A new tender was accepted for Paekakariki Railway Refreshment Rooms on 21 December 1909, being one Walter Freeman, Caterer of Wellington. Freeman had an excellent reputation amongst travellers on the former Wellington Manawatu Railway Company dining cars. Freeman’s terms for the lease of the Paekakariki Railway Refreshment Rooms were £450 per annum until 31 March 1912. Unfortunately however, Freeman suffered the same fate as did Hartshorn, with his guarantor also failing to produce the first six months rental in advance.
The lease was terminated without Freeman ever taking up occupancy of the rooms. Freeman also pleaded for extra time and produced a letter from Parliament stating that he had found financial backing. The General Manager of Railways could not be swayed. Freeman’s excellent record with the Wellington Manawatu Railway Company was never taken into account. Furthermore, Freeman also held the lease of Palmerston North Railway Refreshment Rooms during the late 1890’s.
NZR was now in a position where it was forced to take a serious look at the situation at Paekakariki. New Refreshment rooms in a still uncompleted station, built at cost, with no one to lease them to.
One of the tenderers had been Mrs FJ McHarie, who at the time leased the Otaki Railway Refreshment Rooms, but her tender for the Paekakariki Rooms was considered far too low.
Mr JF Thomson leased the Kaitoke Railway Refreshment Rooms. He was considered to have supplied excellent service at Kaitoke and NZR had never received complaints from travelling members of the public. NZR approached Mr Thomson and offered him the lease of Paekakariki Railway Refreshment Rooms, as well as continuing his tenancy at Kaitoke. After the approach by railways he accepted the lease of the Paekakariki Rooms at the rate of £355 per annum. The tenure of the lease ran from 12 January 1910 to 31 March 1912. Once necessary alterations were made to the rooms (the station was still being completed), Paekakariki Railway Refreshment Rooms finally opened for the first train on 31 January 1910, along with the rest of the new station. The opening of the rooms was advertised in the Penny Guide.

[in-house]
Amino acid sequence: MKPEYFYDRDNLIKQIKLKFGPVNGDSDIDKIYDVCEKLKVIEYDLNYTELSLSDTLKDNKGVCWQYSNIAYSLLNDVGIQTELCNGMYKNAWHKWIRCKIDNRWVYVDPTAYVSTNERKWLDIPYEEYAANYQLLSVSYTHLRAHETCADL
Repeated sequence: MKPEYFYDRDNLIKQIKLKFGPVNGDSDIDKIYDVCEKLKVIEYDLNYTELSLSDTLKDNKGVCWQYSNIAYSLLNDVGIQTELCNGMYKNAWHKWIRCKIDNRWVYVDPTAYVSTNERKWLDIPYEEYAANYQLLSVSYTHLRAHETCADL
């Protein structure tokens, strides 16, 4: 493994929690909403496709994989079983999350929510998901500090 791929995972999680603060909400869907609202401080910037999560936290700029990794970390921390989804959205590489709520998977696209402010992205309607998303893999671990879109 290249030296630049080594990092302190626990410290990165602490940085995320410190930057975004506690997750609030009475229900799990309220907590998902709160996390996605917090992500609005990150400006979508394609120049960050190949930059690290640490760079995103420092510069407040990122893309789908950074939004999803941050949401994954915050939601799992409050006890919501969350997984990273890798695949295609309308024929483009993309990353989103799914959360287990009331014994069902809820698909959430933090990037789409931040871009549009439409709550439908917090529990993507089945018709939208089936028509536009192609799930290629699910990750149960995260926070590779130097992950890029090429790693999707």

Despite alterations being made, Mr Thomson found the kitchen to be too small for both cooking and storage and further storerooms were added later that year (1910). The costs which were duly incorporated into his lease.
Demand steadily grew and by 1919 all of Thomson’s crockery was stored in the goods shed, to the complaint of the railway staff. Additional store rooms were built and these can still be seen today, as an obviously added on part, at the south end of the railway station.
Thomson successfully ran both the Kaitoke and the Paekakariki Railway Refreshment rooms until 1927. Some of his Kaitoke crockery was unearthed in the old Paekakariki railway tip. More recently, some complete pieces dating back to 1907, were recovered from an old turntable pit at Steam Inc’s site.
On 18 January 1927, NZR served formal notice of termination on both of Thomson’s leases with the intention of taking over the successful business of running these successful rooms themselves. NZR finally took full control of the rooms on April 3 1927, using their own crockery. Thus was an end of an era of the private leasing of the old railway refreshment rooms at Paekakariki and Kaitoke.
With the termination of the dining cars in 1917, railway refreshment rooms all over the country were being gradually taken over and refurbished by NZR. Some were closed. The first rooms to be taken over were Mercer, Frankton Junction, Marton Junction and Oamaru, in July 1917. Other stations had gradually followed from there.
1968 finally saw the end of Paekakariki’s railway refreshment rooms. Diesel hauled express passenger trains from Wellington meant that the station was no longer required as a locomotive changeover stop.